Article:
4. FES and Cancer. Because FES will increase local blood circulation, it is possible that stimulation in the area of a malignant tuba might increase the rate of metastasising and therefore the spread of the cancer. Electrodes should never be placed over the area of a known tuba.
  5. Cardiac demand pacemakers that detect the user's heart rate and turn on the pacemaker when the heart rate falls below a predetermined level can be effected by stimulation in certain circumstances. This is because, the pulses from the stimulator may be confused with the ECG from the heart and fool the pacemaker in to thinking the heart is beating faster than it is.
    In our practice we consider a pacemaker to be an absolute contraindication to upper limb and shoulder stimulation exercises but that it can be used with caution in lower limb applications. In the latter case, the action of the pacemaker and heart will be checked by a cardiologist while the stimulator is used.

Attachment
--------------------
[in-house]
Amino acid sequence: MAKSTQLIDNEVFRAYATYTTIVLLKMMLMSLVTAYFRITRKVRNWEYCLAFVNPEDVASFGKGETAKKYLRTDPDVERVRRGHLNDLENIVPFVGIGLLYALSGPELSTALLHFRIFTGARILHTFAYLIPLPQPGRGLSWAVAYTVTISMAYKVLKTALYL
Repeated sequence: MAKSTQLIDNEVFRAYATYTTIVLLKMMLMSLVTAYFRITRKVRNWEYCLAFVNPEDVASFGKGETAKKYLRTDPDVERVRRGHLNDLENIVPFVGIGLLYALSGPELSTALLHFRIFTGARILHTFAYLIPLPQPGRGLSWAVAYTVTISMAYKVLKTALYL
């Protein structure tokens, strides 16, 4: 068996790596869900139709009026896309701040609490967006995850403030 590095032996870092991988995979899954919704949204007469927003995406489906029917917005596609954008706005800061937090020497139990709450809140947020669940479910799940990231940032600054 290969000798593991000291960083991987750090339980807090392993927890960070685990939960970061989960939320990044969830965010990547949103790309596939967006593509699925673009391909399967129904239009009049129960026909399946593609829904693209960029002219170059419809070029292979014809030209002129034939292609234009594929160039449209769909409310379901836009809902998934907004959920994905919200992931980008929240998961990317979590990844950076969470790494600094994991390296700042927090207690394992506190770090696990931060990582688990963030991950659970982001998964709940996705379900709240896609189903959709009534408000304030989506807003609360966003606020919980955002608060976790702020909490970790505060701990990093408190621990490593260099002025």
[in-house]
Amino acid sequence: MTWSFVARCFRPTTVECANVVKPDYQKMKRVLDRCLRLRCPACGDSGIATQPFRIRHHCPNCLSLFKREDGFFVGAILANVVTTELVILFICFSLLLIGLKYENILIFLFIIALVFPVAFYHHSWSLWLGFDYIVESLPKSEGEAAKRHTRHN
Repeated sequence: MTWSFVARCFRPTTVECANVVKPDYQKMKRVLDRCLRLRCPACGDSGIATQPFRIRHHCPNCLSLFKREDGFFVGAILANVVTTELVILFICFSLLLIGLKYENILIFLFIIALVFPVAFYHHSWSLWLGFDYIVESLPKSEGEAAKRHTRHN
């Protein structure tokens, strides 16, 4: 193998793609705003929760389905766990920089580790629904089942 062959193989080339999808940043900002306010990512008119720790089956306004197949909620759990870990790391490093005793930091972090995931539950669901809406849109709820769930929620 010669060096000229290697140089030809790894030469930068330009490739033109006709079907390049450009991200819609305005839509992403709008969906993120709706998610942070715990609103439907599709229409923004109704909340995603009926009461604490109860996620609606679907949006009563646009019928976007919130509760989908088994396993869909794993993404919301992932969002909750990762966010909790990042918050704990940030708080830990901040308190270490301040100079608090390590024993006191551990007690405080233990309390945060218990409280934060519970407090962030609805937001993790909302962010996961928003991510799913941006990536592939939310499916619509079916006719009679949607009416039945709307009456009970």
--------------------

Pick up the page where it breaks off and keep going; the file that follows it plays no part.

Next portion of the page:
6. Poor skin condition can be a problem when self adhesive skin electrodes are used. This is because there is a greater chance of skin irritation.
    Electrodes should never be placed over broken skin or over rashes, blisters, spots etc.
    If a skin reaction develops, the stimulation must be discontinued until the skin has completely healed.
    When starting again use a different type of electrode and/or a stimulator producing a symmetrical biphasic output. A little reddening under the electrode when it is removed is normal and it should fade within a few minutes.
    If it is still there the next day then do not use the stimulator and seek advice.